To Stream or Not to Stream Your Church Service Blog Feature

By: Kyle Rozendaal on February 05, 2015

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To Stream or Not to Stream Your Church Service

Church Design | Millennials | Church Construction | Managing Facilities

As technology has developed over the years, the church has tried to keep pace. Churches in the 1920s streamed services and messages over radio broadcasts, attempting to reach a wider audience and draw new members into physical church buildings. When television became a prominent feature in many American homes, however, Christianity tapped this technology to reach the millions who tuned in to hear the message.

Now, in today’s digital age, more and more churches are streaming their church services online to assist in spreading the Good News and join the trend of instantaneous availability.

But should they?

According to Making Space for Millennials—a recent study by Barna Group and the Cornerstone Knowledge Network—Millennials (today’s 18- to 30-year-olds) are searching for authentic relationships, and 49 percent of that generation feel their personal electronic devices separate them from community with other humans.

So, should your church be streaming church services? Is it enabling your church to grow, or hurting the community of your church?

Here are a few pros and cons to consider when deciding whether to record or stream your services.

Pros to Streaming/Recording Your Church Services

1. Helps Multisite Churches Get Off the Ground
A recent survey done by The Leadership Network and Generis found that “the likelihood of video teaching increases with both attendance and number of campuses.” Multisite churches found it easier to simply stream or pre-record each message while the church was still in the early stages of development.

2. Allows Your Church to Reach More People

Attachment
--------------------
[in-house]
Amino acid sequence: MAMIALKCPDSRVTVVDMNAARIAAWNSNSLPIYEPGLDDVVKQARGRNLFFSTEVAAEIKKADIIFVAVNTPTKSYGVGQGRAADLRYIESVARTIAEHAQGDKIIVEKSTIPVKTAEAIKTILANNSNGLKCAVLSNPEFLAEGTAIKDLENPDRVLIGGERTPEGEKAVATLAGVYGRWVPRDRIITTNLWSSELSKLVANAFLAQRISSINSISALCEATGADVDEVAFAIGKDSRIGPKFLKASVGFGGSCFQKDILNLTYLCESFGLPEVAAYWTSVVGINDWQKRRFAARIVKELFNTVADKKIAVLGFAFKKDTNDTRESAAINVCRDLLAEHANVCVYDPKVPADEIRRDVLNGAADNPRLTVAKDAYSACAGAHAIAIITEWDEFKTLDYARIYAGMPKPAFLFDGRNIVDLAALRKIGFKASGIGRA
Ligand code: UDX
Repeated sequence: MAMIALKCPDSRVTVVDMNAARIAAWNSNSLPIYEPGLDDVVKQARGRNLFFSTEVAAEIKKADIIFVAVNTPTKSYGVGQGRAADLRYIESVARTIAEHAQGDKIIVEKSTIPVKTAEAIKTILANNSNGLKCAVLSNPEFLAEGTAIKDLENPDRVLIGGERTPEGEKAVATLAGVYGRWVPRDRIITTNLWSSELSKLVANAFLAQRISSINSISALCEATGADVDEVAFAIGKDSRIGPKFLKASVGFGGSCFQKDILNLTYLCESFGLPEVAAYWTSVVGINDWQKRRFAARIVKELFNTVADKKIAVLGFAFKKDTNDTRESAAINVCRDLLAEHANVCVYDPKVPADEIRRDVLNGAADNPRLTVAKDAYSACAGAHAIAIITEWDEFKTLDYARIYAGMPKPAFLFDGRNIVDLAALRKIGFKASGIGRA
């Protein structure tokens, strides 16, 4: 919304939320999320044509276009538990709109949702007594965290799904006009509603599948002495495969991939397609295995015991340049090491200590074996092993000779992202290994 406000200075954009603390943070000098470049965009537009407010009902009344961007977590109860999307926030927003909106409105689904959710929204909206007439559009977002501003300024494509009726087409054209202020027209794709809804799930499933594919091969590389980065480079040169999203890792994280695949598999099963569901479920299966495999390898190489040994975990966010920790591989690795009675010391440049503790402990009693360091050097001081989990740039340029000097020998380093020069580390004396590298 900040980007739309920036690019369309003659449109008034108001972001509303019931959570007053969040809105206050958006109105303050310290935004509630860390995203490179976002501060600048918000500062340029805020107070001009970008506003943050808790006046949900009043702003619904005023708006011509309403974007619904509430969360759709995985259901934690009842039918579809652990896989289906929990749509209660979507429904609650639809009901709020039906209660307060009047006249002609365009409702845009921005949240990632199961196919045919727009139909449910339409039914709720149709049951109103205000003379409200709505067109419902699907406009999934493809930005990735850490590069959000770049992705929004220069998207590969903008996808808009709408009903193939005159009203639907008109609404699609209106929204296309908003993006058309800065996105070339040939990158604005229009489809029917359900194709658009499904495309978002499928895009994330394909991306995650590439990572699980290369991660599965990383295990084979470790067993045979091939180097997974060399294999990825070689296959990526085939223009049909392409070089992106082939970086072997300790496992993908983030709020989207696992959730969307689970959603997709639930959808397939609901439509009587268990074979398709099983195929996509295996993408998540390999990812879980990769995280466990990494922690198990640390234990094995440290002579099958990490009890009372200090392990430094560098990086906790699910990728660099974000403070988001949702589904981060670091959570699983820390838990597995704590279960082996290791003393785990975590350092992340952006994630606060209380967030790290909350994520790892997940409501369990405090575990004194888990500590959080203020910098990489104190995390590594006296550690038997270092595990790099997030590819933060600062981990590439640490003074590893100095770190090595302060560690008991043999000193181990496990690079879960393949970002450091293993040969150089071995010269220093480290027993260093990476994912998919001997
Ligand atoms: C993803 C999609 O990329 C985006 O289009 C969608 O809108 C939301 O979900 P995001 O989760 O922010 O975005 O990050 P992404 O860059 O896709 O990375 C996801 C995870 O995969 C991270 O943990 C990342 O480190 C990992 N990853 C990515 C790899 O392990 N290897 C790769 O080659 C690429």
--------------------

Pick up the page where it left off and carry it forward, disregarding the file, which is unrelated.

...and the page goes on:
With all the work involved in preparing each week’s sermon, it can be exciting to know that streaming and recording a service could reach dozens, hundreds, or even thousands more people every weekend.

3. Encourages New Members to Become Involved in Church
Warren Bird, author of Better Together: Making Church Mergers Work, discussed his experience with streaming church services in a recent article published in Ministry Today. Bird gave an example of a woman who was attracted to a church in another state because she had the ability to join the “online service” and participate in a Google Hangouts small group after each service. Bird estimates that his church has between 800 and 1,500 participants that would not have been reached without the availability of online services.

Cons to Streaming/Recording Your Church Services

1. Does Not Foster a True Sense of Community
According to a recent article on there is a growing trend of podcast church services, allowing anyone to “attend church” at anytime. But the question lingers: Without the support and accountability of friends and peers surrounding you every week, is there really a community in digital services?

Bird would argue that his online services offer a “digital community.” However, his streaming situation is somewhat unique in that virtual attendees are able to comment and interact during and after the service. Most podcasts, live-streams, and recorded messages do not offer the same opportunity for interactivity. By recording or streaming messages, some viewers may be isolated from the community that your church strives to create.

2. Does Not Require Real Dedication
By offering church services online, you’re giving your congregation an opportunity to stay home instead of go to church that week. While this seems obvious, dedication and routine can be essential tools in developing the church community and furthering God’s mission through your church. Without dedication to attending a weekly service, most members will likely have little dedication to supporting the church and its mission both financially and spiritually.


While there are many factors to consider in the “to stream or not to stream” debate, the core of the discussion should always revolve around who you are as a church. Which decision aligns with your DNA? Only then will you know whether or not streaming can help or hinder your ministry goals.